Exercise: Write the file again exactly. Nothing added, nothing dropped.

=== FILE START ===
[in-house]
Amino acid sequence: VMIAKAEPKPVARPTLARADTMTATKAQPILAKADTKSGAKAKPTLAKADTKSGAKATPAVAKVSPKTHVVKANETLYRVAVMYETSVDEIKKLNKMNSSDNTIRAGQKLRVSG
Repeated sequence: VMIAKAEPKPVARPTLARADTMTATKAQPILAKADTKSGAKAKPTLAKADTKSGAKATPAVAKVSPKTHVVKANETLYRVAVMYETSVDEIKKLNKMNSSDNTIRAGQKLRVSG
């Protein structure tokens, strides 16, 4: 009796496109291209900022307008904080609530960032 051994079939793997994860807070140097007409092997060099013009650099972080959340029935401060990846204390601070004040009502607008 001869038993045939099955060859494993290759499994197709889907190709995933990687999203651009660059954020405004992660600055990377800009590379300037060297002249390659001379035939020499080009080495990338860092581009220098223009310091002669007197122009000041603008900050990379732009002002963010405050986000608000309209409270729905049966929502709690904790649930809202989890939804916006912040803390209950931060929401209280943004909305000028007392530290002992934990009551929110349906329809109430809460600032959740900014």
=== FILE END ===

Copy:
[in-house]
Amino acid sequence: VMIAKAEPKPVARPTLARADTMTATKAQPILAKADTKSGAKAKPTLAKADTKSGAKATPAVAKVSPKTHVVKANETLYRVAVMYETSVDEIKKLNKMNSSDNTIRAGQKLRVSG
Repeated sequence: VMIAKAEPKPVARPTLARADTMTATKAQPILAKADTKSGAKAKPTLAKADTKSGAKATPAVAKVSPKTHVVKANETLYRVAVMYETSVDEIKKLNKMNSSDNTIRAGQKLRVSG
């Protein structure tokens, strides 16, 4: 009796496109291209900022307008904080609530960032 051994079939793997994860807070140097007409092997060099013009650099972080959340029935401060990846204390601070004040009502607008 001869038993045939099955060859494993290759499994197709889907190709995933990687999203651009660059954020405004992660600055990377800009590379300037060297002249390659001379035939020499080009080495990338860092581009220098223009310091002669007197122009000041603008900050990379732009002002963010405050986000608000309209409270729905049966929502709690904790649930809202989890939804916006912040803390209950931060929401209280943004909305000028007392530290002992934990009551929110349906329809109430809460600032959740900014």